Just typing the title of this post: storytelling and racism has me nervous. I don’t want to say something wrong, but this topic is coming up again and again in my work. It needs conversation and notice.
While important and helpful in fundraising – client stories must be examined for their perpetuation of showing people of color as “less than” or needing rescuing by me as a donor, or you, or your organization.
The danger we face in our storytelling is of appearing to “do good,” and then place ourselves in the role of hero and person of advantage “doing something” for someone who is disadvantaged and needing help.
It’s time for me to listen more carefully as I coach clients and write about storytelling.
In reading the book White Fragility (a must read for us all) by Dr. Robin DiAngelo, and listening to her speak recently — I find myself noticing more and more opportunities of my own perpetuation of unconscious bias and racism.
For a good place to help you start thinking about this topic watch this video of DiAngelo debunking the most common myths white people have about race.
As DiAngelo says in her book, “a critical component of cross-racial skill building is the ability to sit with the discomfort of being seen racially.”
I recognize that I do not know all the ways I am racist.
I am choosing, therefore, a journey of an upper middle-class white woman’s discomfort as I notice, uncover, discuss, and wrestle with my own racism. I’m going to do it wrong sometimes. And, if I want to make an authentic difference I have to be okay with my own discomfort and embarrassment when I do it wrong.
Today, I simply want to say, sharing client stories is and will always be a powerful way to put a face on your impact. And on your donors’ impact.
A powerful story should honor the courage, wisdom, and life-choices of your main character. Whether that’s a client, board member, volunteer, or yourself.
DiAngelo reminds us that “the default of the current system is the reproduction of racial inequality; our institutions were designed to reproduce racial inequality and they (and I) do so with efficiency.”
It will take one person at a time to cause the kind of wide-spread change needed to notice and challenge racial inequality.
I commit to the uncomfortable ride ahead as I notice my own patterns and unexamined assumptions. To help with this, I invite you to join me in curating a checklist to be used to help us be certain we’re focusing our storytelling on honoring and not rescuing.
What questions should be on our checklist? Please leave your ideas in the comments. I look forward to hearing what you have to say.
Really glad you are tackling this topic. I look forward to participating and learning. I have always tried to look at it as if the story was being told about my family. This naturally makes me use words that are more empowering and supportive of the participant. But I know I have a lot of room for growth.
Excellent lens to take when crafting a story, Donna. Thank you for sharing it!
Lori I appreciate what you are saying, but does this not apply to most of our missions. The homeless, the addicted, the dying, the sex trade. Are we not trying to empower and give voice to all. We must move from the words, us, we, them, they. Racism, prejudices, come in many forms more than just color. The question who are you trying to save? Are they asking to be saved or supported? What is their story, your gift has always been to gently nudge those words. To shape and support. You have a gift.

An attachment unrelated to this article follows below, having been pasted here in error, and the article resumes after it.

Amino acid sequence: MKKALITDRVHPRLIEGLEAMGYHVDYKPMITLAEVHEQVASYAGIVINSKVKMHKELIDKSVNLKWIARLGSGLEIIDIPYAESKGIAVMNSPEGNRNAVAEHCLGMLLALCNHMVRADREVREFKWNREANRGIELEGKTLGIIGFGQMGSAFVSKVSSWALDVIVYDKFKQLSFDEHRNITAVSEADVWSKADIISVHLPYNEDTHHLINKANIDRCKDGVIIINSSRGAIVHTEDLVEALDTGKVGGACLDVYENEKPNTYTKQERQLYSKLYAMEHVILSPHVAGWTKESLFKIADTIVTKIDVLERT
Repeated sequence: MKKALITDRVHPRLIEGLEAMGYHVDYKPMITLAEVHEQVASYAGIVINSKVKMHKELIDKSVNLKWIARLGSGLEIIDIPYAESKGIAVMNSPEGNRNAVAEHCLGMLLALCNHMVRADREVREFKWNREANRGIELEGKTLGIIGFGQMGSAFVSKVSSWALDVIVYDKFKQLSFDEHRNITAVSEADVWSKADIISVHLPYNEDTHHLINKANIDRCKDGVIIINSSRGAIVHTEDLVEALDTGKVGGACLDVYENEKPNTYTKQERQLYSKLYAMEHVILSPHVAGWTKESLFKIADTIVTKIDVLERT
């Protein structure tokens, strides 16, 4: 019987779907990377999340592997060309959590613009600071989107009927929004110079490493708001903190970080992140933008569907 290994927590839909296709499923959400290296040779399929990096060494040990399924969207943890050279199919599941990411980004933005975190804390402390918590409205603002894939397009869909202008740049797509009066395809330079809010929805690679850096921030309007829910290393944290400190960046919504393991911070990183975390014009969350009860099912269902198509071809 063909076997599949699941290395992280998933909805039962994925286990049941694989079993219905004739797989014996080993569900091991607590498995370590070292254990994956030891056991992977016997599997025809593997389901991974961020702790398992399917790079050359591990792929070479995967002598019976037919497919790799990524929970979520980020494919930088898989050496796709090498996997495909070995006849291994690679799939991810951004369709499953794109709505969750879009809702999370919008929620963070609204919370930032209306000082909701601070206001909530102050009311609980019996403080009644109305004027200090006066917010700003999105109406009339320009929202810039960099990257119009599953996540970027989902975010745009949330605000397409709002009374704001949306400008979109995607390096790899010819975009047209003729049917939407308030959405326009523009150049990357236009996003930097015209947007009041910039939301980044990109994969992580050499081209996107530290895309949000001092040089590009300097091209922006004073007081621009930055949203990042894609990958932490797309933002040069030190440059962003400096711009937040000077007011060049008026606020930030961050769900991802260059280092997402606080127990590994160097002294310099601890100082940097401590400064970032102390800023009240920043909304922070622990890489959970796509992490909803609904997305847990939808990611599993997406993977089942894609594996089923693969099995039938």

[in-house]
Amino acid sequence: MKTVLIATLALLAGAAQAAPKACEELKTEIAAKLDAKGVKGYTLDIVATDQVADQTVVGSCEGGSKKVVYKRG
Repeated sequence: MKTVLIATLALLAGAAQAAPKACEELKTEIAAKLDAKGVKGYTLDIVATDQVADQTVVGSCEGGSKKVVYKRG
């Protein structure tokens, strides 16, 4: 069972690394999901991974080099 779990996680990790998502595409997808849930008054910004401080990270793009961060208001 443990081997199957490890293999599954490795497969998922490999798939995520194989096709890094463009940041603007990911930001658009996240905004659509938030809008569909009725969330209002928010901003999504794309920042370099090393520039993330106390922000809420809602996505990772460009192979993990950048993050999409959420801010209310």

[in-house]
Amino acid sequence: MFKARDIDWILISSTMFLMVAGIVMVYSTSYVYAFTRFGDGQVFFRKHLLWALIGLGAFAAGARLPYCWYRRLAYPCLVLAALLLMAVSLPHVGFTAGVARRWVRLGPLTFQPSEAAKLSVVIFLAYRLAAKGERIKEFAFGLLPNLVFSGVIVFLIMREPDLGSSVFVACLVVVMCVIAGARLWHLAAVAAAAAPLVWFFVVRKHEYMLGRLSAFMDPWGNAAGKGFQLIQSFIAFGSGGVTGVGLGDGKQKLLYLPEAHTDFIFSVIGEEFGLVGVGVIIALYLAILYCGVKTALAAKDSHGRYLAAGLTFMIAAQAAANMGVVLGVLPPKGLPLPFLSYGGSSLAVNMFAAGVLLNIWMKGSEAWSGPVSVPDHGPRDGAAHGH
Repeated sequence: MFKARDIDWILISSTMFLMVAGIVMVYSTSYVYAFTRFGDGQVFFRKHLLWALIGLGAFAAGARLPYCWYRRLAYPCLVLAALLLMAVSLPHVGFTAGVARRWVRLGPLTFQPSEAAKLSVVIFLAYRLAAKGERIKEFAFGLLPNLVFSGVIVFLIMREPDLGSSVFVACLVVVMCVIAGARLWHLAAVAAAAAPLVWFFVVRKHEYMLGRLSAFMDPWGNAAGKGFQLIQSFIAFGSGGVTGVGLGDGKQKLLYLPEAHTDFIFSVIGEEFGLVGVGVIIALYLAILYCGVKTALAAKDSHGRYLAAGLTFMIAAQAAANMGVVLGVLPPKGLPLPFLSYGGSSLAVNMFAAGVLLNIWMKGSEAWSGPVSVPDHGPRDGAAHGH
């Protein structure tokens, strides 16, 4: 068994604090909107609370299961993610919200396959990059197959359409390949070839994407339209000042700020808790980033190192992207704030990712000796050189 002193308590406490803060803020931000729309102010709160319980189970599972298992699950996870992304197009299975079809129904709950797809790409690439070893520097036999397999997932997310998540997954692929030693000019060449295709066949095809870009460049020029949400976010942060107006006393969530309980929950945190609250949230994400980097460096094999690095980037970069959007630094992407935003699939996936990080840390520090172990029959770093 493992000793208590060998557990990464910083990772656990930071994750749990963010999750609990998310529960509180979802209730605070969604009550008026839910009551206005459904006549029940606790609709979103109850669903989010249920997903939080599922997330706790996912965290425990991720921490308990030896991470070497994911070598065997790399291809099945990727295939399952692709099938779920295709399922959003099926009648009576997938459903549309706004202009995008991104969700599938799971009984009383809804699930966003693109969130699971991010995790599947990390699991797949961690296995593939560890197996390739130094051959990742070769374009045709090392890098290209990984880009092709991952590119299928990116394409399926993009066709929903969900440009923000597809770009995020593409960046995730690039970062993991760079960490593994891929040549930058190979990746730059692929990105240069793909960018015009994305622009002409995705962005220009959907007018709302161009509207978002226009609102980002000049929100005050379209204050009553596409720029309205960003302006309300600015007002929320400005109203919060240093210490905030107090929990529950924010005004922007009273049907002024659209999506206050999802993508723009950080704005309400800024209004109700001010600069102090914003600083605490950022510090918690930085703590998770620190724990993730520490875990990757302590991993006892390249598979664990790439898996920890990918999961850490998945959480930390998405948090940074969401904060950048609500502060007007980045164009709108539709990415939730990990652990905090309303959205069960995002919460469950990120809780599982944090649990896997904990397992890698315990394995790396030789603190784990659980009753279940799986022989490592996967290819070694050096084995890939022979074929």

Agreed, honoring of others DOES apply to most, if not all, nonprofit missions. What I’m learning is that racism is the most complex and long lasting social dynamics in our country and likely the world. As white women we can never fully understand what it means to be a person of color with decades and lifetimes of inequality and lack of freedom. If you are able, read some or all of Robin DiAngelo’s book or some of her postings on the internet. She’s got a gift for cutting to the core of this important and often invisible topic.
And, Suzanne, thank you, as always, for who you are for others.
Thank you for this excellent post. At Interfaith Outreach & Community Partners, this has been a topic of exploration, curiosity and struggle. One of the pieces we have landed on is the importance of talking about context. For example, if you talk about someone who is without housing who finds a home, put it in the context of a shortage of affordable housing and a history of racially biased housing policy and the story suddenly sounds a lot different. One of the challenges is doing this in just a few words.
Susan, Thank YOU for the work you are doing both in our community and in your focused communication and story sharing. The work to communicate without bias and judgement is so important. While it does take time, it’s also what will cause lasting change in our sector.
I look forward to seeing your checklist. A few ideas … Is this centering the wisdom, resiliency and power of the people or is it elevating a narrative of white saviorism? Does this frame the problem as a personal failure or recognize the systems failures? Does this focus on assets?
Excellent questions, Peri. This is a topic that will take all of us to ask important questions. Stories are powerful, but my own personal mission is that they are used for honoring humans and allowing others to have a glimpse of what it means to walk in someone else’s shoes.